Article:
(Petaling Jaya, Saturday): In the latest issue of Far Eastern Economic Review (February 19, 1998) which front-covered Tun Daim Zainuddin, the executive director of the National Economic Action Council (NEAC), Daim freely admitted that the country was facing the "worst crisis Ösince the Second World War" and that "the primary task of the NEAC is to restore confidence".
However, the two words "economic crisis" have become the new "sensitive" terminology which are not permitted to be used in the local mass media, whether printed or electronic, and only the anodyne term "economic problems" are allowed.
This the best and most recent proof that Malaysia has not been able to completely shake out of the "denial syndrome" which had blanketted the government during the economic crisis last year, and which is one basic reason why the country has not yet got the upper hand in the battle to restore confidence although we are in the eighth month of the economic crisis.
Why should government leaders talk about "economic crisis" in the foreign mass media which are immediately minimised as "economic problems" in the local mass media?
What type of a press freedom does Malaysia have when there is no press freedom to use the term "economic crisis" to describe the present economic situation?
The first task of the NEAC in trying to restore confidence is to encourage a freer flow of information and greater press freedom to restore confidence and credibility of the government, by sending out the clear message that it is not a crime of sedition or an offence under the Printing Presses and Publications Act for the local newspapers, radio and television stations to use the words "economic crisis".
The information policy of the government in the past eight monthsí of the economic crisis seems to based on the premise that Malaysians are very diffident and unsure people who can only handle good news but cannot be trusted with bad news about the economic crisis.
This is why in the past few days, the local press were full of "positive" reports by government leaders, like that of the MCA President and Transport Minister, Datuk Dr. Ling Liong Sik, talking about the "strong rebound of the stock market and the state of the currency now", but who fell silent when the Kuala Lumpur Stock Exchange benchmark Composite Index fell to 685.50 at closing yesterday and when the ringgit weakened, trading between 3.72 to 4.00 against the US dollar yesterday.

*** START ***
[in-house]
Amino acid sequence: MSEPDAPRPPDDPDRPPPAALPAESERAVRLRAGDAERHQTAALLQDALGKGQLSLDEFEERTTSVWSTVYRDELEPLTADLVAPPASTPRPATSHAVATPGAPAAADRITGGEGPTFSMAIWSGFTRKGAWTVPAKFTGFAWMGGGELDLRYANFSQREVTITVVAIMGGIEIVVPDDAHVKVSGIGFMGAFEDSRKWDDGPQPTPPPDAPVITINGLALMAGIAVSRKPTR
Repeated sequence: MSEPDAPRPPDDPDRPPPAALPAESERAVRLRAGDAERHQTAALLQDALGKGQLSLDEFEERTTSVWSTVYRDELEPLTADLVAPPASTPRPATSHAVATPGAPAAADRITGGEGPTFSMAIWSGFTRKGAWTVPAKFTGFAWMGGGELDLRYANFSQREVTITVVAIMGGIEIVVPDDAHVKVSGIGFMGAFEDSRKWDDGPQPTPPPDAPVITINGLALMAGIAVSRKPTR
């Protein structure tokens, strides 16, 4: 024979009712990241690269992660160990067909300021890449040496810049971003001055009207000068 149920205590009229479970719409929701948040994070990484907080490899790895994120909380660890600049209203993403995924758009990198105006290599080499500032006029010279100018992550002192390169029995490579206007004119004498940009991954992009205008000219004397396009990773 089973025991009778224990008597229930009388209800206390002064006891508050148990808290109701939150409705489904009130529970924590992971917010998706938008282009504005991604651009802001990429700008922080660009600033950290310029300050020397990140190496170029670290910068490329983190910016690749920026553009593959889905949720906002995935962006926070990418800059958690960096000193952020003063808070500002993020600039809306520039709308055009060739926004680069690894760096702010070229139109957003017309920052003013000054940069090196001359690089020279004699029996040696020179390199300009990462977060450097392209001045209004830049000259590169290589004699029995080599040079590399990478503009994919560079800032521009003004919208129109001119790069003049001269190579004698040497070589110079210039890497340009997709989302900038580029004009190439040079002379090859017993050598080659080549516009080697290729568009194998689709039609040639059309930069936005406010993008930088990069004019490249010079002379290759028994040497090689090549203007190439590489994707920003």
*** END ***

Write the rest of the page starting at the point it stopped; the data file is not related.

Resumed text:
Another article in the latest issue of the Far Eastern Economic Review quoted the head of Asian currency trading at a Singapore bank as saying that "Barring civil war in Indonesia or a yuan devaluation", the Malaysian ringgit has stabilised and he is looking at 3.50 to 3.90 for the rest of the year.
There are other more pessimistic forecasts. Morgan Stanley, on its Global Economic Forum website two days ago, focussed on Malaysia under the heading "Malaysia: Monetary Easing vs. Bank Restructuring".
Timothy Condon, its senior economist covering the ASEAN economies and who have spent twelve years with the World Bank, made three key points:
The important point I want to make is not whether Timothy Condon is right or wrong, but that there should be no censorship or self-censorship in the Malaysian mass media about economic news concerning Malaysia, fearing that Malaysians cannot handle bad news and should be fed with only good news.
There should be a liberalisation of the Malaysian mass media to end the serious problem of Information Deficit and a healthy and vigorous debate as to the policies and measures the country should take to get out of the worst economic crisis in the nationís history in the shortest time possible and with the minimum of avoidable suffering and hardships to the people as well as the different economic scenarios before the nation, as for instance, whether Tim Condonís forecast of the ringgit falling to 5.50 against the US dollar has any basis.